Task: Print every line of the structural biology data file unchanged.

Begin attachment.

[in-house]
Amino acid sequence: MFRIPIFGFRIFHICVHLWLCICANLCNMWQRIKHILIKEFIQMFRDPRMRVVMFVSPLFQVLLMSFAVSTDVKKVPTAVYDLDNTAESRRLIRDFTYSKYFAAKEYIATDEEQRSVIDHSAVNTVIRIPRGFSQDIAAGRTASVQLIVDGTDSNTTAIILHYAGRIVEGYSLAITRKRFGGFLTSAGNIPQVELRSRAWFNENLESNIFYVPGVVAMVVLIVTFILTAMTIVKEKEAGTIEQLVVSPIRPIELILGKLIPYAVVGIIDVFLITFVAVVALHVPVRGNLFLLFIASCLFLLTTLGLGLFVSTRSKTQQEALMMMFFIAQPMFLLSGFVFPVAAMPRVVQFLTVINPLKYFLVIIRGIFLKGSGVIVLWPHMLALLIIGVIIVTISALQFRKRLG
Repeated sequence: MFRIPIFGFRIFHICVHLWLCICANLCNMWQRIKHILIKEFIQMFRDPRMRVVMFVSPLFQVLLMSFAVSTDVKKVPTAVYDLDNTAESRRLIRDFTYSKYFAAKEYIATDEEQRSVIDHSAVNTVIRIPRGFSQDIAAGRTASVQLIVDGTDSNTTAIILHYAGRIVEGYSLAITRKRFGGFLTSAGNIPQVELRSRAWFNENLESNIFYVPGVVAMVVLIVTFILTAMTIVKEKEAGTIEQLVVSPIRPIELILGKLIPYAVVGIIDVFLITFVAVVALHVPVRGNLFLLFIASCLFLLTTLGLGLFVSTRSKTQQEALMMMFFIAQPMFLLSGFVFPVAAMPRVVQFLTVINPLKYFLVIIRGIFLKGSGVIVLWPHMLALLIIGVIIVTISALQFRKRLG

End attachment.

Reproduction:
[in-house]
Amino acid sequence: MFRIPIFGFRIFHICVHLWLCICANLCNMWQRIKHILIKEFIQMFRDPRMRVVMFVSPLFQVLLMSFAVSTDVKKVPTAVYDLDNTAESRRLIRDFTYSKYFAAKEYIATDEEQRSVIDHSAVNTVIRIPRGFSQDIAAGRTASVQLIVDGTDSNTTAIILHYAGRIVEGYSLAITRKRFGGFLTSAGNIPQVELRSRAWFNENLESNIFYVPGVVAMVVLIVTFILTAMTIVKEKEAGTIEQLVVSPIRPIELILGKLIPYAVVGIIDVFLITFVAVVALHVPVRGNLFLLFIASCLFLLTTLGLGLFVSTRSKTQQEALMMMFFIAQPMFLLSGFVFPVAAMPRVVQFLTVINPLKYFLVIIRGIFLKGSGVIVLWPHMLALLIIGVIIVTISALQFRKRLG
Repeated sequence: MFRIPIFGFRIFHICVHLWLCICANLCNMWQRIKHILIKEFIQMFRDPRMRVVMFVSPLFQVLLMSFAVSTDVKKVPTAVYDLDNTAESRRLIRDFTYSKYFAAKEYIATDEEQRSVIDHSAVNTVIRIPRGFSQDIAAGRTASVQLIVDGTDSNTTAIILHYAGRIVEGYSLAITRKRFGGFLTSAGNIPQVELRSRAWFNENLESNIFYVPGVVAMVVLIVTFILTAMTIVKEKEAGTIEQLVVSPIRPIELILGKLIPYAVVGIIDVFLITFVAVVALHVPVRGNLFLLFIASCLFLLTTLGLGLFVSTRSKTQQEALMMMFFIAQPMFLLSGFVFPVAAMPRVVQFLTVINPLKYFLVIIRGIFLKGSGVIVLWPHMLALLIIGVIIVTISALQFRKRLG